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MICHAEL BLOFSEN v. RICHARD W. CUTAIAR ET AL. (03/18/75)

decided: March 18, 1975.

MICHAEL BLOFSEN, APPELLEE,
v.
RICHARD W. CUTAIAR ET AL., APPELLANTS



COUNSEL

William M. Barnes, Schnader, Harrison, Segal & Lewis, Paul C. Madden, James D. Crawford, James J. Leyden, Philadelphia, for appellants; Edward Davis, Philadelphia, of counsel.

William J. Toy, Philadelphia, for appellee.

Jones, C. J., and Eagen, O'Brien, Roberts, Pomeroy, Nix and Manderino, JJ. Nix and Manderino, JJ., dissent.

Author: Eagen

[ 460 Pa. Page 413]

OPINION OF THE COURT

This is an appeal from a final decree in equity granting the appellee, Michael Blofsen, pension benefits from the Teamsters Pension Trust Fund of Philadelphia and Vicinity [Pension Fund].*fn1

On September 17, 1965, Blofsen, age 63 and a member of the Teamsters Union since 1938, submitted an application for normal retirement pension benefits. In this application, Blofsen indicated he worked for the American Ice Company [American] from 1923 to 1955, and for the Terminal Ice Company [Terminal] from 1955 to the date of the application. The Pension Fund Trustees [Trustees]*fn2 rejected the application stating Blofsen was

[ 460 Pa. Page 414]

    ineligible for benefits because his employment with Terminal was not as an employee, but as an employer. Blofsen then instituted this action in equity seeking all benefits due him from the Pension Fund, and an evidentiary hearing followed. The chancellor, while holding that Blofsen failed to meet the eligibility requirements established by the Trustees, nevertheless entered a decree nisi granting the requested relief. The chancellor ruled the Trustees, having accepted contributions to the Pension Fund made on behalf of Blofsen, were estopped from invoking the eligibility requirements. Exceptions thereto were later dismissed by a court en banc, and the decree nisi was made a final decree. This appeal was then filed.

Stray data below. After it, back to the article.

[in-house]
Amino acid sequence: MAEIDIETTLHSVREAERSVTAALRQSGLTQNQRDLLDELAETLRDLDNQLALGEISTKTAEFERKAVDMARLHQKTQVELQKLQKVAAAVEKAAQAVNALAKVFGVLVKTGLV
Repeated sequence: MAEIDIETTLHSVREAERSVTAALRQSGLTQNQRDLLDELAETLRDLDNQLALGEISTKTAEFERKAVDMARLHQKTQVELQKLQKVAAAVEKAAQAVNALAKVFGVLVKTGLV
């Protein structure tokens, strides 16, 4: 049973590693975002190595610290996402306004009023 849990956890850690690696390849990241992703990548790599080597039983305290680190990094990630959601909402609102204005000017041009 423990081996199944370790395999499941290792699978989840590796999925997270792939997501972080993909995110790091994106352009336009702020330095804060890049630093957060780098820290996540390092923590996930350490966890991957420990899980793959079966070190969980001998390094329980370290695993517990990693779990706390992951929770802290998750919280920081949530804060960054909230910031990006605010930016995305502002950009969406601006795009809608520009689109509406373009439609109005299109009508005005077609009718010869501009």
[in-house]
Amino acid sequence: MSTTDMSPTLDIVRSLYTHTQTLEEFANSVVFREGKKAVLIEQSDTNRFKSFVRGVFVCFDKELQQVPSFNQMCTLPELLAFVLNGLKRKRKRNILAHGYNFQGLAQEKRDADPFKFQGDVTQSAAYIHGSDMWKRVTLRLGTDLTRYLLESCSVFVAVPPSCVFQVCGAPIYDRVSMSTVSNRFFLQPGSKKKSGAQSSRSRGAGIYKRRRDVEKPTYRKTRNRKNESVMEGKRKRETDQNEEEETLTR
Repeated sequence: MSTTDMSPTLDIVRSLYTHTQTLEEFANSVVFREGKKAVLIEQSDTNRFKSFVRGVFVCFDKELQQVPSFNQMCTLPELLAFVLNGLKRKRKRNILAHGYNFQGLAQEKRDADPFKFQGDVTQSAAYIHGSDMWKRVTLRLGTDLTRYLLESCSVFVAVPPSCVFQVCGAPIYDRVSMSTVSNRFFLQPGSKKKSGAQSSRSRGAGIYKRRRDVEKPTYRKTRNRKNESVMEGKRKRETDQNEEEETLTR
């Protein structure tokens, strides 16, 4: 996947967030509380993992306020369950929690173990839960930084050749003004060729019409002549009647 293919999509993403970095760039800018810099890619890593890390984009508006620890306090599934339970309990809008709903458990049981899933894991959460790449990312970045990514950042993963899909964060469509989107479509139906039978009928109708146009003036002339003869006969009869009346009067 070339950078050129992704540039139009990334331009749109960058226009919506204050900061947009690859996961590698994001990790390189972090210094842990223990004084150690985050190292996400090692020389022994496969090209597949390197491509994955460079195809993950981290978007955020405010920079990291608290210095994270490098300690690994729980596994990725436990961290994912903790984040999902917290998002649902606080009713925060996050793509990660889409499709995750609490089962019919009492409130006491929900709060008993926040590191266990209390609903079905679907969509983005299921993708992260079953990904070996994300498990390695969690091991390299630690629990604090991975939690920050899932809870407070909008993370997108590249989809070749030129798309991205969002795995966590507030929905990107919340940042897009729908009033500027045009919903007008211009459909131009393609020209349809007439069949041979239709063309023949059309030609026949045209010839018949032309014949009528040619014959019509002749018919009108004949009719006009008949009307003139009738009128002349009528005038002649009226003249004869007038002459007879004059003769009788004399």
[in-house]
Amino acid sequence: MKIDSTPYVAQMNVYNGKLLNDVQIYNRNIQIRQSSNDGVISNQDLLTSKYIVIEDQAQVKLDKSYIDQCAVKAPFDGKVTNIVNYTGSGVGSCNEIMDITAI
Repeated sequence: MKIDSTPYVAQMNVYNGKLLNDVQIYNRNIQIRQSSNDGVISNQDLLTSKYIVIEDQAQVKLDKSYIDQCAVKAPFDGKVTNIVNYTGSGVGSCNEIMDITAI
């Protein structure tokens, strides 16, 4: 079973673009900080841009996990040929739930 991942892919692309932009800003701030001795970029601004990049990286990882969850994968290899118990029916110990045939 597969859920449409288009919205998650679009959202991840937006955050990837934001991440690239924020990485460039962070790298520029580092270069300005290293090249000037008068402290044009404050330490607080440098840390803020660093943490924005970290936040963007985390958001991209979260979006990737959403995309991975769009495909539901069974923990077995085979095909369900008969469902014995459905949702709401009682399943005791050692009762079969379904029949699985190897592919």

The trial testimony*fn3 established that Blofsen entered the ice delivery industry in 1928 as a truck driver for American. However, by June 26, 1953, Blofsen had clearly lost the status of employee. On that date a certificate was filed with the Prothonotary of Philadelphia County stating that Blofsen and James McCaughan were engaged in the business of hauling and delivering ice under the name of "Terminal Ice Company".*fn4 From that date until June 20, 1963, when a certificate of incorporation was granted to "Terminal Ice Company, Inc.", it is clear from the testimony that Blofsen's status was that of an employer. Blofsen testified he purchased several trucks from American for use in the business. He admitted having several employees on the payroll. Blofsen signed collective bargaining agreements with the union, representing himself as the "employer". And Blofsen's

[ 460 Pa. Page 415]

    earnings were commensurate with employer status. For example, in 1954, the year after Terminal was formed, he earned nearly twice the wages paid the highest paid laborer in the industry, covered by union contract.

In order to be eligible for normal retirement pension benefits, certain preconditions must be met. One such requirement is the completion of "20 years of Continuous Service".*fn5 In computing "Continuous Service", provision is made for including employment engaged in both before and after an individual has become covered by the Pension Plan.*fn6 All employment engaged in prior to an individual becoming covered by the Pension Plan is added to all employment after an individual has become covered, provided the prior employment was pursuant to a collective bargaining agreement to which any union ...


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